(as Walter Murphy and His Orchestra)
  • Released: April 26, 2005
  • Label: Geffen
  • Formats: CD, digital download
Ted: Original Motion Picture Soundtrack
(with Various Artists)

Compilation albums[edit]

Title Album details
The Best of Walter Murphy: A Fifth of Beethoven
  • Released: 1996
  • Label: Hot Productions
  • Formats: CD

Singles[edit]

Title Year Album
"Disco Bells" 1975 N/A
"A Fifth of Beethoven" 1976 A Fifth of Beethoven
"Flight '76" 1976 A Fifth of Beethoven
"Rhapsody in Blue" 1977 Rhapsody in Blue
"Uptown Serenade" 1977 Rhapsody in Blue
"Dance Your Face Off"/"Gentle Explosion" 1978 Phantom of the Opera
"Toccata and Funk in 'D' Minor" 1978 Phantom of the Opera
"The Music Will Not End" 1978 Phantom of the Opera
"Mostly Mozart" 1979 Walter Murphy's Discosymphony
"Bolero" 1979 Walter Murphy's Discosymhpony
"Full-Tilt Boogie" 1979 Uncle Louie's Here
"I Like Funky Music" 1979 Uncle Louie's Here
"Sky High" 1979 Uncle Louie's Here
"Themes from E.T. (the Extra-Terrestrial)" 1982 Themes from E.T. the Extra-Terrestrial and More

Awards and nominations[edit]

Year Award Nominated work Result
1979 Grammy Award for Album of the Year Saturday Night Fever Won
1979 American Music Award for Favorite Soul/R&B Album Saturday Night Fever Won
1999 Annie Award for Outstanding Individual Achievement for Music in an Animated Television Production Family Guy Nominated
2000 Annie Award for Outstanding Individual Achievement for Music in an Animated Television Production Family Guy for "Dammit Janet" Nominated
2002 Primetime Emmy Award for Outstanding Music and Lyrics Family Guy for "You've Got a Lot to See" Won
2006 Grammy Award for Best Comedy Album[12] Family Guy: Live in Vegas Nominated
2007 Primetime Emmy Award for Outstanding Original Music and Lyrics Family Guy for "My Drunken Irish Dad" Nominated
2010 Primetime Emmy Award for Outstanding Original Music and Lyrics Family Guy for "Down Syndrome Girl" Nominated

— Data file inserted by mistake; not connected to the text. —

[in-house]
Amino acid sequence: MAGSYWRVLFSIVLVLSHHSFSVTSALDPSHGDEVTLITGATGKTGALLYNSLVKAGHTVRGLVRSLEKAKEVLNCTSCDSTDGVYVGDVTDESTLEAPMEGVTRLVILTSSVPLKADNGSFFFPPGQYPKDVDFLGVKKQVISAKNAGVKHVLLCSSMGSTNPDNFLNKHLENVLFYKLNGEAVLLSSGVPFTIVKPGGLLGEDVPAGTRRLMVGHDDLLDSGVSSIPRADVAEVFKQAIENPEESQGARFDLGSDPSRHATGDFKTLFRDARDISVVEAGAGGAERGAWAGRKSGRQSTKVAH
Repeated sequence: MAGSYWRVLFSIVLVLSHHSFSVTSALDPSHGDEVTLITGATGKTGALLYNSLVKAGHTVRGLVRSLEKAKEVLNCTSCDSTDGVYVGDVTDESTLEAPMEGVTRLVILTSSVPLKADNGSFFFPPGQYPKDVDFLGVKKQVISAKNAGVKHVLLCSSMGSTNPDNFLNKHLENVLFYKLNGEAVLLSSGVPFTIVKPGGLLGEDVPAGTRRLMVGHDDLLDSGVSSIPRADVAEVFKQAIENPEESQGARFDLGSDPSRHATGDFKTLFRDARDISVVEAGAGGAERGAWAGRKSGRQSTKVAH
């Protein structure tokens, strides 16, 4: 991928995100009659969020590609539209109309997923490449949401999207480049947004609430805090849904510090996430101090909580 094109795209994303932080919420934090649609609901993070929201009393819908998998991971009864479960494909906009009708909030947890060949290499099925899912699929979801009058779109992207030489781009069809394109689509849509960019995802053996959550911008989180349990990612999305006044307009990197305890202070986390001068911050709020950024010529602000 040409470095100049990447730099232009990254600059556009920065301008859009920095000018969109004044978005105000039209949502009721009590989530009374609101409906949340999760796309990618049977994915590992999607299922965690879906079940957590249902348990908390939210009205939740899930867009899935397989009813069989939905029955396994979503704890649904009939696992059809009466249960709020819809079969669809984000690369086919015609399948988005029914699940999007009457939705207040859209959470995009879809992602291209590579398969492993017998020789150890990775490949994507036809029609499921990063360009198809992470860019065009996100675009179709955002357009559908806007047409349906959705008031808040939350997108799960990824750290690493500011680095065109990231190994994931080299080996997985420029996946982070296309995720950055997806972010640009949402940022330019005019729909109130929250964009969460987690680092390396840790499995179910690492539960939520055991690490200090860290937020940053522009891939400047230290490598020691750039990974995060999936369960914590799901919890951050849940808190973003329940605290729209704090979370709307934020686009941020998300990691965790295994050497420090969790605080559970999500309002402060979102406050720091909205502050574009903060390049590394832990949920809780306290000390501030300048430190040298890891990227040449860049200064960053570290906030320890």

2011 Primetime Emmy Award for Outstanding Music Composition for a Series Family Guy for "And Then There Were Fewer" Nominated
2012 ASCAP Award for Most Performed Themes and Underscore Won
2012 International Film Music Critics Award for Best Original Score for a Comedy Film Ted Won
2013 ASCAP Award for Top Box Office Films Ted Won
2013 ASCAP Award for Top Television Series The Cleveland Show Won
2013 ASCAP Award for Top Television Series American Dad! Won
2013 ASCAP Award for Top Television Series Family Guy Won
2013 ASCAP Award for Most Performed Themes and Underscore Won
2013 Georgia Film Critics Association Award for Best Original Song Ted for "Everybody Needs a Best Friend" Nominated
2013 Academy Award for Best Original Song[13] Ted Nominated

See also[edit]

References[edit]

  1. ^ a b c BR-Online Staff (December 29, 2003). "One Hit Wonder: Walter Murphy: "A Fifth of Beethoven"". BR-Online (in German). BR-Online.com. Retrieved 2010-09-11. 
  2. ^ Wilmath, Kim (June 6, 2010). "Tampa Theatre says goodbye to its queen, Rosa Rio". St. Petersburg Times (Times Publishing Company). Retrieved 2010-09-11. 
  3. ^ a b c d e Wansley, Joy (September 20, 1976). "Roll Over Again, Beethoven; the Hustle's On, and Walter Murphy Has Taken 'A Fifth'". People (Time Inc.) 6 (12). 
  4. ^ Ward, Taylor (March 23, 1997). "The queen of the soaps". St. Petersburg Times (Times Publishing Company). p. 1.F. Retrieved 2010-09-11. (registration required (help)). 
  5. ^ a b c Lassen, Kurt (October 14, 1976). "'A Fifth of Beethoven': Murphy Amazed at Success of Single". The Telegraph: 47. 
  6. ^ Nile Rodgers (2011). Le Freak: An Upside Down Story of Family, Disco, and Destiny. Spiegel & Grau. ISBN 978-0-385-52965-5. 
  7. ^ a b c d e Campbell, Mary (October 15, 1976). "Beethoven Arranger Having Ball". The News and Courier: 48. 
  8. ^ Wynn, Ron. "Walter Murphy > Biography". Allmusic. Retrieved 2010-08-14. 
  9. ^ a b c Goldwasser, Dan (April 28, 2005). "The Music of Family Guy and American Dad". SoundtrackNet. Retrieved July 3, 2009. 
  10. ^ "2002 Emmy Awards: Winners!". Hollywood.com. September 9, 2003. Archived from the original on June 29, 2012. Retrieved 2009-08-31. 
  11. ^ IGN Music (April 15, 2005). "Family Guy Live in Las Vegas". IGN. News Corporation. Retrieved 2009-12-10. 
  12. ^ "The Complete List of Grammy Nominations". The New York Times (The New York Times Company). December 8, 2005. p. 1. Retrieved July 12, 2010. 
  13. ^ Morgan, David (January 10, 2013). ""Lincoln," "Life of Pi" lead Oscar race". CBS News (CBS Corporation). Retrieved October 7, 2013. 

External links[edit]